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Project Funding Update: How We Picked What We Are Producing Next

– Posted in: Creative Process

project fundingIn the last few months, three very different pitches came across the FBC Films radar looking for project funding – a horror movie, a dramatic film, a dramatic play. We’re participating in the play and will be sharing more about that in the next few months as we help with the rest of the project funding. Here are some factors that we looked at in making decisions on project funding:

Amount needed to participate

All three projects came with varying project funding requirements, with minimums ranging from several hundred to $5,000. With small minimums, there is the possibility to fund more than one project at a time. Of course, you have to look at what a small minimum actually gets you. In this case, the small project funding minimum was from a crowdfunding project, and it didn’t get you a producer credit.

Potential upside

With the type of projects we fund, the upside from any one project funding decision is more about building the FBC Films brand and reach than financial upside. Straight plays typically don’t make money so project funding for plays is really a passion play. Horror movies do make money, but given the crowdfunding aspect of this project funding opportunity, our individual potential is limited. The dramatic film was the middle ground here – the subject matter didn’t seem very commercial but with fewer participants in the project funding and more total upside than the straight play, it probably had the best risk/ reward balance.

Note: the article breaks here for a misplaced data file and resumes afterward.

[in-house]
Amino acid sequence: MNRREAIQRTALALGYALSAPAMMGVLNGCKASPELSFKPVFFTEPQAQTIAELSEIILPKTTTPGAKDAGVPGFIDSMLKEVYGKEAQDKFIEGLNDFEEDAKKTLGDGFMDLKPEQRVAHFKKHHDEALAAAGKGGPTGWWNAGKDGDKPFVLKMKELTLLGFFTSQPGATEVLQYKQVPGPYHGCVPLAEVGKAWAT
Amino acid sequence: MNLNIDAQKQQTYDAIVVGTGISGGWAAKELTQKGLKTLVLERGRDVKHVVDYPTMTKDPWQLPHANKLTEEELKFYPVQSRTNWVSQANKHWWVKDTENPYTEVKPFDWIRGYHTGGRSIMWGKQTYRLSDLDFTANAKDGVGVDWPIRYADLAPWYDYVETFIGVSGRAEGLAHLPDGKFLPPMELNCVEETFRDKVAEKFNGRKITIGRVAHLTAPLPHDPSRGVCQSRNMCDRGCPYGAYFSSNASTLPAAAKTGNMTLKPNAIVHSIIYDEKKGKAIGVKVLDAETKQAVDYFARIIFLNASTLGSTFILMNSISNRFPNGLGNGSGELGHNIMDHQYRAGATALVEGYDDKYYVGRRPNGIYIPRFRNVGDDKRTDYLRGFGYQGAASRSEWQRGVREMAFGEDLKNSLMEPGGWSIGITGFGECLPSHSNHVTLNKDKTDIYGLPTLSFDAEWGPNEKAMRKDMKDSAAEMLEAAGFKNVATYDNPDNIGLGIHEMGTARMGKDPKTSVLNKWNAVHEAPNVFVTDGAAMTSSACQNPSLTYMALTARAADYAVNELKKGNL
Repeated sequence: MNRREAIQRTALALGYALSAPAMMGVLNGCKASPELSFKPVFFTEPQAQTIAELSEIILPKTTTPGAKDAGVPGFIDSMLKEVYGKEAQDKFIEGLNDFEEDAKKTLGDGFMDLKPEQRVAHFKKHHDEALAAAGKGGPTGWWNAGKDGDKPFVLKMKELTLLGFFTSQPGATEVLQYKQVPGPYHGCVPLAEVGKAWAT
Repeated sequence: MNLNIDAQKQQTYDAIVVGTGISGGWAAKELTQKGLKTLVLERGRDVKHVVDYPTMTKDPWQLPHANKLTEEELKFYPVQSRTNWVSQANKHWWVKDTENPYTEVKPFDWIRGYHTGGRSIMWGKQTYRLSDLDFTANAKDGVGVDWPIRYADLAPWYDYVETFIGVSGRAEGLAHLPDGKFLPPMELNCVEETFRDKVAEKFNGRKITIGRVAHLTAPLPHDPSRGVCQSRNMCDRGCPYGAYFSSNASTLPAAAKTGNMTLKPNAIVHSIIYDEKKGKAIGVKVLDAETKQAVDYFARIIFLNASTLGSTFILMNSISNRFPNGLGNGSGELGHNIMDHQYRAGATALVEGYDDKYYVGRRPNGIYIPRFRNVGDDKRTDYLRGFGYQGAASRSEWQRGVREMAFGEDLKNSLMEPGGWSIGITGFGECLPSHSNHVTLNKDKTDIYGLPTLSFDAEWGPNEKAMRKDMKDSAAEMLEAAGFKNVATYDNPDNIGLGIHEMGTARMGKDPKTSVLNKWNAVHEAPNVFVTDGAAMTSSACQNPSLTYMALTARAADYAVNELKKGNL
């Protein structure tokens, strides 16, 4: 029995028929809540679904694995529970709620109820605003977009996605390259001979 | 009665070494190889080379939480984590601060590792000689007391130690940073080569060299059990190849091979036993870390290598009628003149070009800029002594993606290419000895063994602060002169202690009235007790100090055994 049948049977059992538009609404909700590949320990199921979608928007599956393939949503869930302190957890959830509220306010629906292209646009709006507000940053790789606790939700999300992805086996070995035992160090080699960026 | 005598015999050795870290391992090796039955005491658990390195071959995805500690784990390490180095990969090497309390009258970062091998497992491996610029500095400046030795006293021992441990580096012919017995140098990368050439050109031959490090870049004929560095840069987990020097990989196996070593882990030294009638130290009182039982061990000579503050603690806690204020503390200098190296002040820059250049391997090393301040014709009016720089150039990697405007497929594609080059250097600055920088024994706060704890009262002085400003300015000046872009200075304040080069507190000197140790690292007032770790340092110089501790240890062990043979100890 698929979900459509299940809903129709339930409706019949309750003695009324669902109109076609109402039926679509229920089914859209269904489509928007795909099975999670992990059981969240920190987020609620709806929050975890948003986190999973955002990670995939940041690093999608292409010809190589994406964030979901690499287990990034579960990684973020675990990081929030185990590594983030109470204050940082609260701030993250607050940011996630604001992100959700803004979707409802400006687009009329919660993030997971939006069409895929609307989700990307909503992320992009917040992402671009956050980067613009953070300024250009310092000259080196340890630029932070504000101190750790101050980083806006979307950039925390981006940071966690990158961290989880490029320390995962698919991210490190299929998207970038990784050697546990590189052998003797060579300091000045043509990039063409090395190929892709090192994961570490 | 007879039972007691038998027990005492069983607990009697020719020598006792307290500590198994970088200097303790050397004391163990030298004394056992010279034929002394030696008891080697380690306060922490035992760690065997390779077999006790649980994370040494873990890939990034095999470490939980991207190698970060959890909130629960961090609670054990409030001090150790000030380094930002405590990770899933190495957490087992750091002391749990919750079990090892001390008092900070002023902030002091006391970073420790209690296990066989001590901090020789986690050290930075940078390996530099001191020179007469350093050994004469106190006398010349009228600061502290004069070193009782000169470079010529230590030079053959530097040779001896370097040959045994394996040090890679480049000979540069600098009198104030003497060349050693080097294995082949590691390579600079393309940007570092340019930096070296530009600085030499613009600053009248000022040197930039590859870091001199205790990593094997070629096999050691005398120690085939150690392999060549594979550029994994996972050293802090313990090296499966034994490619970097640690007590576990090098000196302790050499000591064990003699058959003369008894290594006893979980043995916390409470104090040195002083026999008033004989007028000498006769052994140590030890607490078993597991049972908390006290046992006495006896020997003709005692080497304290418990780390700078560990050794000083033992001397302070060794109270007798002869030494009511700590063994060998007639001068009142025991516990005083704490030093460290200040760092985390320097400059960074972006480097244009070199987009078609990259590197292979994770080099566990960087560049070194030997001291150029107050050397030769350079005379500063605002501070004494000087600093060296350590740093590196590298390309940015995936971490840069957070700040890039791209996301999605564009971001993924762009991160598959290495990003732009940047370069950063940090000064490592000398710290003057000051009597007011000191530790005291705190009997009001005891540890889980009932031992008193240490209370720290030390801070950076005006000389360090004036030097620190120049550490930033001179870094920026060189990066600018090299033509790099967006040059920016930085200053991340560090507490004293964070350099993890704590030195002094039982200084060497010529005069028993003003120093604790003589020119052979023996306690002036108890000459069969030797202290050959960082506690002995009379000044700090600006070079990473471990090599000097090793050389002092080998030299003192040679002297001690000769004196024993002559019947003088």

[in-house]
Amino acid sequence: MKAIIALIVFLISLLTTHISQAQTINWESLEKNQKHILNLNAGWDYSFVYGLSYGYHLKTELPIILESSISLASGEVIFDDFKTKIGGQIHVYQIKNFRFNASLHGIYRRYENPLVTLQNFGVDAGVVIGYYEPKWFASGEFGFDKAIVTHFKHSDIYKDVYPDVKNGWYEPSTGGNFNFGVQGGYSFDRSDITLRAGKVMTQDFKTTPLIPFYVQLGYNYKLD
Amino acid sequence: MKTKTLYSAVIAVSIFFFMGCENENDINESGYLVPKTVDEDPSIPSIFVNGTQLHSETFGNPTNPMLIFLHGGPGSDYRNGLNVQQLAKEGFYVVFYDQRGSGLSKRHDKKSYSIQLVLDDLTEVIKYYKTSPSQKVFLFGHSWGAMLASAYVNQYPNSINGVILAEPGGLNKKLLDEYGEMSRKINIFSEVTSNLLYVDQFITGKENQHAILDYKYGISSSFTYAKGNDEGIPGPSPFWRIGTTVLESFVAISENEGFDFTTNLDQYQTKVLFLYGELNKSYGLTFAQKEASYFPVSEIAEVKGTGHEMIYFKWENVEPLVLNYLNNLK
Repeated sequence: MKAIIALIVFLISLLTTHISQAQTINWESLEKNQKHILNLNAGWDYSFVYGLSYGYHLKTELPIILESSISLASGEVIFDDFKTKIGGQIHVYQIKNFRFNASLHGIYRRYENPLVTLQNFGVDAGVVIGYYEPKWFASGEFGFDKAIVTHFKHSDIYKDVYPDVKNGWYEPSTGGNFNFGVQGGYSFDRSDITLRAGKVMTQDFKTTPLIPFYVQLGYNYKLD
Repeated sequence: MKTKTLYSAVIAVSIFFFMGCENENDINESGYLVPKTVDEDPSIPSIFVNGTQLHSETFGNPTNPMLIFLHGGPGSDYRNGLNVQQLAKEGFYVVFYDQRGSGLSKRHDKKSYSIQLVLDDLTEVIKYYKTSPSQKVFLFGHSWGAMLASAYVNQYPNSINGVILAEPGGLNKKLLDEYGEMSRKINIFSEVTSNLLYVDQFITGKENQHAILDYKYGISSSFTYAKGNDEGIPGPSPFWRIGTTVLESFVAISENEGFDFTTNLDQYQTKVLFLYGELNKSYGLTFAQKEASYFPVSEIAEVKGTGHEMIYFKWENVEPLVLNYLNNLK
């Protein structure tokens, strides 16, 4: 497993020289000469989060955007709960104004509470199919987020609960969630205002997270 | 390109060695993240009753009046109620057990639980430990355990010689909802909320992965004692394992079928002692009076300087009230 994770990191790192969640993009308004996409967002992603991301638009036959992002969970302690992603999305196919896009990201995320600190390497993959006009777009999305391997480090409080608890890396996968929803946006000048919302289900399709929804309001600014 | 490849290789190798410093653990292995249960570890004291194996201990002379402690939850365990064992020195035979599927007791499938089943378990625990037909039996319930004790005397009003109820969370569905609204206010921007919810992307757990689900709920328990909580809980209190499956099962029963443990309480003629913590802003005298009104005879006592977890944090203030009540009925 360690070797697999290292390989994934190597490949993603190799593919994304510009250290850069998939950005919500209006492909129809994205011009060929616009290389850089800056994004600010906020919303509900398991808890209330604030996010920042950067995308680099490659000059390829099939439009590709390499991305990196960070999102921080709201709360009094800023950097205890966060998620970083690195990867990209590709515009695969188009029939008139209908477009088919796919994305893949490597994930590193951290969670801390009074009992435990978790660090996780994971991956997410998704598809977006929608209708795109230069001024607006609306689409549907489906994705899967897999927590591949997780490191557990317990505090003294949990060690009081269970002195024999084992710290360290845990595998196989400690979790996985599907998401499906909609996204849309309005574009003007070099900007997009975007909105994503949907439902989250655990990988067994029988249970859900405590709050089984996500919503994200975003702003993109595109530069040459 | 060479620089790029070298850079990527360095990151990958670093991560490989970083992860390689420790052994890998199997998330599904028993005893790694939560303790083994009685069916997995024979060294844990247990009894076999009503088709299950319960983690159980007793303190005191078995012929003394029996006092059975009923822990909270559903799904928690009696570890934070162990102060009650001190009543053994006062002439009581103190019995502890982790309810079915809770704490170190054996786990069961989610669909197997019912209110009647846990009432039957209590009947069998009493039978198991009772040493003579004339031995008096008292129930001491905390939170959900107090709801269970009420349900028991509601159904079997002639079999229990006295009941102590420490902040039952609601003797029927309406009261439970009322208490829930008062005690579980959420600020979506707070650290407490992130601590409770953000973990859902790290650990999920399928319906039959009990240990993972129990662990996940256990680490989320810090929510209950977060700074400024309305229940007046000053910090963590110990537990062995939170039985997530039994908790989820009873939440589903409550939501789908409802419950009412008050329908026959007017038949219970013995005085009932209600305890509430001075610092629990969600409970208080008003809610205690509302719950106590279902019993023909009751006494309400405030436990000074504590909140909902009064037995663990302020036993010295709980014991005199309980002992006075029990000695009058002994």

Fit with our interests

The horror project sparked my interest immediately – FBC focuses on horror and science fiction, after all. It also was a female-led project, which fit into the diversity angle at FBC. Neither the dramatic film nor play didn’t fit our genre, but the film has a Japanese subject and both the film and play have a diverse cast, so in that way both are still a possible fit for our project funding pipeline.

Who is involved

Bruce, my FBC co-founder, is acting in the play, so the play got to the top of our project funding queue given the very personal and immediate connection. The horror movie was introduced to me via a professional association, of which I’m very active, but still not so personally invested. I didn’t know anyone else involved and since you’re sharing the limited resources of money, time and attention, it really matters who else is involved. The dramatic film was pitched to us cold, so the biggest risk – however, the writer at least researched our company in advance and personalized his pitch. He also followed up quickly when I asked questions, so the cold pitch became a warm pitch pretty quickly.


In the final calculation, timing carries a lot of weight in project funding decisions. The straight play is entering a big fundraising round in the fall, and based on other projects (I just did a string of comedy shows, and Bruce started a recurring role on The Blacklist) there is a limit to how much we can devote to producing right now. So while the other films were interesting and arguably doable from just a financial standpoint, we wanted to reserve time and attention for the play.

So the play’s the thing for the next few months. Bruce has been working on his fundraising deck, and the iterations of what to include and what to emphasize will be the subject of a future blog post!



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